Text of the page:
Archive for Friday, August 1, 2003

Discovery of remains won’t stop project

Security guard to patrol sight; widening of U.S. 71 to continue

August 1, 2003


— A security company was hired to protect a highway construction site in southwest Missouri after construction crews uncovered American Indian remains along U.S. Highway 71, said Kent Boyd, a state highway department spokesman.

The step was taken as a precaution because the burial site is about 25 feet from the highway, Boyd said.

The discovery, however, has not delayed efforts to expand the two-lane highway to four lanes from the Arkansas border north to Pineville, Boyd said. The project was expected to be completed by the end of 2005.

Meanwhile, the Federal Highway Administration was working to reach an agreement with the Osage and Caddo tribes on how to proceed with reburial of the remains.

"We need to work with the tribes and give them time to come up with their recommendations and concerns," said Bob Reeder, cultural resources coordinator for Missouri Department of Transportation in Jefferson City.

A member of the Caddo Tribe said the delay could have been avoided had the Federal Highway Administration informed the tribes of the project. Because the agency provides federal funds for highway projects such as U.S. 71, it is required to tell tribes of such work while it is in its planning stages.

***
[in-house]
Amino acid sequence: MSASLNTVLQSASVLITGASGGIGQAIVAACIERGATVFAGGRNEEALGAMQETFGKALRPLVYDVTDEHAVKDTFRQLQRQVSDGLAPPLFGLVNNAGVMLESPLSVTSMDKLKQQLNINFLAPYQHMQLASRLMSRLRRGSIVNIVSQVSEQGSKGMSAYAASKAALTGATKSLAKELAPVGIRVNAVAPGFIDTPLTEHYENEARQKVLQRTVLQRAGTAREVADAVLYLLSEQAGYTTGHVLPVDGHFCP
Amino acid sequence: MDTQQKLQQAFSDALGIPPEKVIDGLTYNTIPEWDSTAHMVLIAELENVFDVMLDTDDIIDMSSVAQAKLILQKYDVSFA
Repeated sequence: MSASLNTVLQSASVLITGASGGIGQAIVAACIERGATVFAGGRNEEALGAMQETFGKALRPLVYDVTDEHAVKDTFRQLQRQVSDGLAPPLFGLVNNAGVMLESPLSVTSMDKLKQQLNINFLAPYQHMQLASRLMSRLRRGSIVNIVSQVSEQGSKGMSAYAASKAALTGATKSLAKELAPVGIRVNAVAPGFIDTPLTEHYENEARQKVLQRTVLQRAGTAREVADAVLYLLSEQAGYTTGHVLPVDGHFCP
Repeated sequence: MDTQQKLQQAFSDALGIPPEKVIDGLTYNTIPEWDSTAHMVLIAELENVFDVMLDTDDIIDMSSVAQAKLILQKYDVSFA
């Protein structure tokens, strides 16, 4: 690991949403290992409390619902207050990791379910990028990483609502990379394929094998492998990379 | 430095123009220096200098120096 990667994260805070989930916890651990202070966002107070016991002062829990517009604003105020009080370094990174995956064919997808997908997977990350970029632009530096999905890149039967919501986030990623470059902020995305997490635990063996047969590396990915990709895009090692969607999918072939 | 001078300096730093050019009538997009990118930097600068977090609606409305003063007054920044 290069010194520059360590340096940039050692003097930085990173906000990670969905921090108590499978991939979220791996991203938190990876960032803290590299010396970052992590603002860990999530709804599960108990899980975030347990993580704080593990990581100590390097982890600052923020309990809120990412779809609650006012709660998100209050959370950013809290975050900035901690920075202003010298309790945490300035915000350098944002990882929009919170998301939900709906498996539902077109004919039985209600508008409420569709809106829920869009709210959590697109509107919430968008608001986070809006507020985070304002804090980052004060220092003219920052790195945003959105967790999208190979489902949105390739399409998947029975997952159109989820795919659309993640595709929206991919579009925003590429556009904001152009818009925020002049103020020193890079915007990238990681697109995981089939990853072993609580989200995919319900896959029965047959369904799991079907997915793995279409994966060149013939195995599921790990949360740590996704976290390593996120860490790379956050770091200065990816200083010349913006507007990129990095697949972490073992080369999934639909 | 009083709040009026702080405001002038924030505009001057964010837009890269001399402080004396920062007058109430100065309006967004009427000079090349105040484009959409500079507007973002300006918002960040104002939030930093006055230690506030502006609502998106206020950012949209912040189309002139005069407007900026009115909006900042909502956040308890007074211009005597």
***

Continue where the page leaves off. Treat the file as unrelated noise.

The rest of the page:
"They didn't do that," said Bobby Gonzalez, who coordinates the Native American Grave Protection and Repatriation Act for the tribe's headquarters in Binger, Okla. "The federal agency did not consult early on in the planning process. They did not identify the tribes with an interest in those historical properties."

Peggy Casey, Federal Highway Administration environmental projects engineer, said that was because the department was not aware the Caddo Tribe had inhabited the area.

In 1999, regulations were tightened on notifying American Indian tribes about road-building projects, she said.

At a meeting last week, it was agreed the Caddo and Osage tribes will receive reports on the archaeology work on a site which may have been inhabited by the Neosho Tribe, Casey said.

Archaeologists consider the Neoshos ancestors of the Caddo and Osage tribes.

The discovery of human bones was a surprise, Reeder said. The site was reburied after the remains were found.

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